Protesters rally against Ford government at Queen's Park
Sweeping changes by new provincial government include ending cap-and-trade, repealing sex-ed curriculum
Around 150 people gathered outside Queen's Park on Saturday to rally against several changes by the new Ontario government.
Chester Madrazo, one of the organizers, said the morning rally was in support of public services and marginalized people.
Outside the legislature, demonstrators held "15 and Fairness" signs, condemned changes to the provincial curriculum, expressed worry about the environment and showed concern for potential budget cuts to social programs.
Indygo Arscott, 16, spoke against the last-minute decision to cancel curriculum-writing sessions aimed at bringing more Indigenous content into Ontario classrooms.
"While I am only a child, my heart lies with the children of the future," said Arscott to the crowd.
Incorporating Indigenous knowledge and history into the K-12 curriculum is crucial step in reconciliation, Arscott said.
"We have a right to view ourselves ... in education systems. We are a multidimensional people, and we deserve to be recognized as more than our trauma."
Arscott, who will be going into Grade 11, fears that recent education decisions will leave young people "fearful and uninformed."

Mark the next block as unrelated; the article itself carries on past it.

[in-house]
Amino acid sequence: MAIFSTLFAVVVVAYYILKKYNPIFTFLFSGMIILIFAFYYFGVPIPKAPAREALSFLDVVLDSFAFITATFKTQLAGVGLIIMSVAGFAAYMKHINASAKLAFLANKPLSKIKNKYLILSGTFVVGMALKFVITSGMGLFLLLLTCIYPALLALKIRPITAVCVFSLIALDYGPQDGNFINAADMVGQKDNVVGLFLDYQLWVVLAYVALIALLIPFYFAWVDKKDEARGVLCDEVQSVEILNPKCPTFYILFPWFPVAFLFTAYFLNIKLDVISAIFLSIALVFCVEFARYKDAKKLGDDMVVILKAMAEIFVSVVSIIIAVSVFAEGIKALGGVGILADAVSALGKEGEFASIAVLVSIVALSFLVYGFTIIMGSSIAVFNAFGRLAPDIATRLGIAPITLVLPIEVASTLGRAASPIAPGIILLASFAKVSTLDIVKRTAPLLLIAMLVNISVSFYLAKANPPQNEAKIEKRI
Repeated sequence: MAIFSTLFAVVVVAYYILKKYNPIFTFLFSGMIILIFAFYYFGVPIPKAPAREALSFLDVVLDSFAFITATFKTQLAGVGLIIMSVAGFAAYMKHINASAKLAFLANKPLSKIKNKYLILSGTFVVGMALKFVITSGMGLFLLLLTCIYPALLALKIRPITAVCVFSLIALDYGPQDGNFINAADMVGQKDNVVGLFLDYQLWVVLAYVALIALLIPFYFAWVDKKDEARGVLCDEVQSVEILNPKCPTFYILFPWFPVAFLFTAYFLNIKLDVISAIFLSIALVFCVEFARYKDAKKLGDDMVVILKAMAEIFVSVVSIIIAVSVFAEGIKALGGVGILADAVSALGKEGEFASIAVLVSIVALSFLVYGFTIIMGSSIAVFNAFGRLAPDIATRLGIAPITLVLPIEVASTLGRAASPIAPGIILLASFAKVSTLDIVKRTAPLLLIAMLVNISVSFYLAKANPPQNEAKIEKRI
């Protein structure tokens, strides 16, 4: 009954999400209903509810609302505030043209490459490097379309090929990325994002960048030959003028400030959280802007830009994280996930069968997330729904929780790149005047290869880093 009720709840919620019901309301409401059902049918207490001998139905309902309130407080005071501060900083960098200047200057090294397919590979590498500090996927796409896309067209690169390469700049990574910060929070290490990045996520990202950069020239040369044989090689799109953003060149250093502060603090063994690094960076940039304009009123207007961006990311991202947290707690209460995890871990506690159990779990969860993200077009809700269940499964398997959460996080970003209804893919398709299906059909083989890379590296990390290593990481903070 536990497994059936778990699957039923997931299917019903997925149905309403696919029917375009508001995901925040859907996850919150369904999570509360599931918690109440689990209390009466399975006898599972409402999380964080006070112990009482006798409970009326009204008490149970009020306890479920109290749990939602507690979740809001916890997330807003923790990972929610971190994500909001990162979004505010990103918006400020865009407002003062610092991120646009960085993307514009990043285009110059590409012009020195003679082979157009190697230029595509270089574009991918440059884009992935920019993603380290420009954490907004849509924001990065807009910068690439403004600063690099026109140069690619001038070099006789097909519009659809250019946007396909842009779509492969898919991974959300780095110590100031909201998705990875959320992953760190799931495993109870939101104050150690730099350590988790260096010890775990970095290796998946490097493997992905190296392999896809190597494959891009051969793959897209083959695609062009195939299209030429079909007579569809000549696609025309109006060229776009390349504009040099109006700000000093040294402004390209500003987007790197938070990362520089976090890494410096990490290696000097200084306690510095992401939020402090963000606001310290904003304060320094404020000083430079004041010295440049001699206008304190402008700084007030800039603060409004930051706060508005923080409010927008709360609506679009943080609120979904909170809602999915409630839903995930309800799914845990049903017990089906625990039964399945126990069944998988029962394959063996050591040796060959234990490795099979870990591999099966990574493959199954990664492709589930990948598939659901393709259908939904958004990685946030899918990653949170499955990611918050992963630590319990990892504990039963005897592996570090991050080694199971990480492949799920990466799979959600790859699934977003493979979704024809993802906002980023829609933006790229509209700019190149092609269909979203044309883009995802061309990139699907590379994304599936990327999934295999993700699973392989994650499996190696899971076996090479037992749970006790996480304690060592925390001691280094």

"You must teach the curriculum you want to reflect the future," Arscott said.
Carolyn Ferns of the Ontario Coalition for Better Childcare said she's worried the new government will make cuts to childcare.
It took years of consultation and organizing to get the new childcare spaces promised by the previous government, and families are depending on them, Ferns said.
'When I saw the first things that the Ford government was attacking, they're all attacks on children," said Ferns.
"If it's abandoning asylum seekers, those are attacks on families. If it's repealing the sex-ed curriculum, those are attacks on our kids."
Madrazo is troubled by many of Ford's decisions and said Saturday's rally was "just the beginning."
He said there will be starting an online group called Ontarians for Social Progress where people can organize and discuss various issues.
Madrazo added that organizers are not looking at the Ford government as enemies but just want to work together to ensure social programs stand.
With files from Lorenda Reddekopp